"Two or Three" Book Club, Meeting 45
It's Maundy Thursday. What have you got planned?
I've got the Mass of the Lord's Supper in the afternoon, and of course, a Bisita Iglesia mini-pilgrimage taking up the rest of my evening.
Readalong-wise, the post for Chapter VII, which deals with the Crucifixion and death of Jesus, is scheduled to go up on Good Friday--as is only appropriate. But I myself will not be online and comments will be closed on all posts until some point on Easter Sunday.
The theme of this chapter is "the interweaving and the separation of religion and politics"--one of my favourite topics in the world!!! =D
Much could be said on the subject (and I could totally rise to the occasion), but I think it would be wise to stay on the paths which Pope Benedict is leading us on. He doesn't analyse these concepts in the abstract but looks at the way they come together in two officials who had roles to play in Jesus's Passion and death. Let's begin with someone we've met before . . .
John expressed with great clarity this striking combination in Caiaphas of carrying out God's will and blind self-seeking. While the Council members were perplexed as to what should be done in view of the danger posed by the movement surrounding Jesus, he made the decisive intervention: "You do not understand that it is expedient for you that one man should die for the people and that the whole nation should not perish" (11:50). John designates this statement expressly as a "prophetic utterance" that Caiaphas formulated through the charism of his office as high priest, and not of his own accord.
The above is a great exegesis of something that has bothered me about Caiaphas for years. By condemning Jesus to death for the sake of the nation, wasn't he, in a sense, making a way straight for the Lord--even if it also happened to be the Way of the Cross? And he wasn't doing it in some random way, but with all the dignity of his office. It does seem only fitting that the high priest of Judaism should understand the need to sacrifice the Lamb of God. So exactly what is wrong here?
Caiaphas's fatal flaw was that he cared more about preserving the status quo than about anything else. While that's admirable insofar as he was doing it in the service of a religious tradition greater than himself, it's nearsighted and obstinate inasmuch as he was doing it at the expense of One greater than the tradition. There's a sense in which he didn't want to serve God as much as he wanted to keep his high-status job. And it's ultimately that job which condemns him. Surely the high priest would recognise the Law, the Prophets, the Temple and the Lamb if they all stood before him in one neat, plain speaking Galilean package. That he failed to do this--and failed in order to protect his own political interests--wasn't the minor lapse it would have been for anyone else. As my youngest brother Cue-card Boy might say, "Fail Level: Pharisee".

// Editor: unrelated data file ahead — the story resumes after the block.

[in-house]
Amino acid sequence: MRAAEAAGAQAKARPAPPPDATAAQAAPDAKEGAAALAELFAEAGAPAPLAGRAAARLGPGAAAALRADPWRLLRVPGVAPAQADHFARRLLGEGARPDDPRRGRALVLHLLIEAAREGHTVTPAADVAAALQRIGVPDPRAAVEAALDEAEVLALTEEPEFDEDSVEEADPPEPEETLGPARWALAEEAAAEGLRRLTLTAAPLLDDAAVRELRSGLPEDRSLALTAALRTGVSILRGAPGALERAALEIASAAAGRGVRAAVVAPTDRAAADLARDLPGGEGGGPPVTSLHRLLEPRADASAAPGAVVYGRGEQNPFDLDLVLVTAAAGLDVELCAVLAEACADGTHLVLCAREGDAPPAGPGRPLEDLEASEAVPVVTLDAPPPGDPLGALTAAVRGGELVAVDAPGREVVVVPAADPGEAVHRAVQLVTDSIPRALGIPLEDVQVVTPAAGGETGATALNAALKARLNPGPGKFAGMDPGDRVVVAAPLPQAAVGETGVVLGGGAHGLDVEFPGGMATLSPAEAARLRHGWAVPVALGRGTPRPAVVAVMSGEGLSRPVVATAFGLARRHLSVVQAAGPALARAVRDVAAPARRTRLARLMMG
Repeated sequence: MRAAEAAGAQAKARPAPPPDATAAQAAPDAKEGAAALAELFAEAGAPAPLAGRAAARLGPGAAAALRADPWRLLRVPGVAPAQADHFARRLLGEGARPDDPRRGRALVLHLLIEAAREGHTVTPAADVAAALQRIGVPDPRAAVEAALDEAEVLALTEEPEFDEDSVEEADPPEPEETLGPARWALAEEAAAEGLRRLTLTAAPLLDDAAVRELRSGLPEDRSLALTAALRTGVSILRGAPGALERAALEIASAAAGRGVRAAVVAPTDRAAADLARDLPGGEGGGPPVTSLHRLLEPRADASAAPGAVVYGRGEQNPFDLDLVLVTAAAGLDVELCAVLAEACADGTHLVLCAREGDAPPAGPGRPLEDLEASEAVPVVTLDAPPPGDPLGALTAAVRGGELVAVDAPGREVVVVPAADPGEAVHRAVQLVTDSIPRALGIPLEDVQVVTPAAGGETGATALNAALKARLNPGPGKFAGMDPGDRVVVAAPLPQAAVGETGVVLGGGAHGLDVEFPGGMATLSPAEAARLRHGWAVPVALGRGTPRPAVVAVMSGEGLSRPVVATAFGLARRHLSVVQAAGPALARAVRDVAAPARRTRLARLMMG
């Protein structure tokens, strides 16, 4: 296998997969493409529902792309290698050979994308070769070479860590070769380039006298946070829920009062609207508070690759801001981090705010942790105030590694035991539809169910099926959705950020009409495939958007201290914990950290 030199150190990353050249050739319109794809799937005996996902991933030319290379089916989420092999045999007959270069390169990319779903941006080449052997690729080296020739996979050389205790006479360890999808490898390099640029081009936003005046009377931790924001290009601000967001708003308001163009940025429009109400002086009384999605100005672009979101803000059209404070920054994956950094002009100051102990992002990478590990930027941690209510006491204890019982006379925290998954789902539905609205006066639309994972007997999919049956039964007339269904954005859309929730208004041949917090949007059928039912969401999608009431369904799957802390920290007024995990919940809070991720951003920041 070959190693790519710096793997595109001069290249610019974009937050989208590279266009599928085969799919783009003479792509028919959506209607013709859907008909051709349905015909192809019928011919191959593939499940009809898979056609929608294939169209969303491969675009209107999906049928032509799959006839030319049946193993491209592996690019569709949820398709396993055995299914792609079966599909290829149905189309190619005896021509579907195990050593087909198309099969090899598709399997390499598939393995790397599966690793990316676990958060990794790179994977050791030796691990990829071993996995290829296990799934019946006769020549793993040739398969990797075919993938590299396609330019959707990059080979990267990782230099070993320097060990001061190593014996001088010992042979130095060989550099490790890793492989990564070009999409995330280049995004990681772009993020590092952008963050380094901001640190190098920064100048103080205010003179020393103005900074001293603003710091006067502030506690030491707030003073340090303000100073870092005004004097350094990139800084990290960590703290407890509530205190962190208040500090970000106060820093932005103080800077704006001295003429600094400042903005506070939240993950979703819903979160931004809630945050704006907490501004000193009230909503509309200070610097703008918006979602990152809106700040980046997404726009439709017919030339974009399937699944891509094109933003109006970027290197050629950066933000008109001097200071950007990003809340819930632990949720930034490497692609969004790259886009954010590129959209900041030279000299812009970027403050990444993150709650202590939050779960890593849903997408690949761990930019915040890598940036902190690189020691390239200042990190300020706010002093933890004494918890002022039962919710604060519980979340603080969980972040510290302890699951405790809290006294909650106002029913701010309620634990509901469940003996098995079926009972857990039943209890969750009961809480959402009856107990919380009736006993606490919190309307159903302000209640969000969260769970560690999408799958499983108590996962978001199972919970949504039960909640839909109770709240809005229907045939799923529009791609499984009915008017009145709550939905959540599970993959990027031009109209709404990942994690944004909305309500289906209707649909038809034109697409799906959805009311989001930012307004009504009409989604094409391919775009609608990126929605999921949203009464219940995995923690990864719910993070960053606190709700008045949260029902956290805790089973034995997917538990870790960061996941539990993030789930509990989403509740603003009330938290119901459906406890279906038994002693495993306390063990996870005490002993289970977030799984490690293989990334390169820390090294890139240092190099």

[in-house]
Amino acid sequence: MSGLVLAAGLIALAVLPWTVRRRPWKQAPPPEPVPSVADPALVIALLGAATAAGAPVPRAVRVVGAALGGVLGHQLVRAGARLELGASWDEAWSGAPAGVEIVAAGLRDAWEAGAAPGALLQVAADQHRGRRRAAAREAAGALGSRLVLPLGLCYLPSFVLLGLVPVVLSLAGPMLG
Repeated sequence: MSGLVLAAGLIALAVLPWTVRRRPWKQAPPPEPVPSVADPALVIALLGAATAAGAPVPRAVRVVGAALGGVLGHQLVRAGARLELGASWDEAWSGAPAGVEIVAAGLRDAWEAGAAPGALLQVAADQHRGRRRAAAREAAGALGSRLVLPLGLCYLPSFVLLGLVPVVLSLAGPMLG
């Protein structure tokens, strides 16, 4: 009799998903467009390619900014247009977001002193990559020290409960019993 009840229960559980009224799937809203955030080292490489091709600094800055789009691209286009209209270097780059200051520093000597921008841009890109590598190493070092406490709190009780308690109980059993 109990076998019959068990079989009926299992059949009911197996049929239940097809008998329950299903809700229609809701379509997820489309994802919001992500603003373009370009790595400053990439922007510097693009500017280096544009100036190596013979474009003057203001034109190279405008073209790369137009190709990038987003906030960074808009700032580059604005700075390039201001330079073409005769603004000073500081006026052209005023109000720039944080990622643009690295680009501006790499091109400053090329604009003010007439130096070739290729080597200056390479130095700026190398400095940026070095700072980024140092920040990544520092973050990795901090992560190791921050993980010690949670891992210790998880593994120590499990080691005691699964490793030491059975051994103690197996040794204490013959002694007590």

And then, of course, the next thing that the outraged, scandalised high priest did is the courageous act of . . . passing the buck. Keep it classy, Caiaphas!
This "confession" of Jesus places Pilate in an extraordinary situation: the accursed claims kingship and a kingdom (basileia). Yet he underlines this complete otherness of his kingship, and he even makes the particular point that must have been decisive for the Roman judge: No one is fighting for this kingship. If power, indeed military power, is characteristic of kingship and kingdoms, there is no sign of it in Jesus' case. And neither is there any threat to Roman order. This kingdom is powerless. It has "no legions."
Now we come to the question of why a politician like the Procurator of Judea should care. It was totally not his problem--and he totally knew it. =P
On another level, his thinking that it wasn't his problem was exactly what made it his problem. If he were doing his job properly, he would have released an innocent man who wasn't any threat to the political power of Rome. But he took the other Not My Problem route--the one that involves symbolically transferring one's sin onto a sacrificial animal and letting it die in the wilderness. And if that weren't bad enough, he pulled a Caiaphas of his own, trying to ensure his job security by passing the buck to the mob. (Ah, democracy: got to love it.)
In a nutshell, what I got out of this chapter is the moral that the higher you rank as a public servant--whether in the church or in the government--the greater your obligation is to set aside your interests in the service of the truth. If you're not willing to lose your job by doing the right thing . . . or if you rationalise that you can do more good in power than out of it . . . then you are not bearing witness to the Kingdom of God.
Question of the Day: What current political issue turns you into That Annoying Christian whenever it is discussed?
Image Sources: a) Christ before Caiaphas by Duccio di Buoninsegna, b) Christ Accused by the Pharisees by Duccio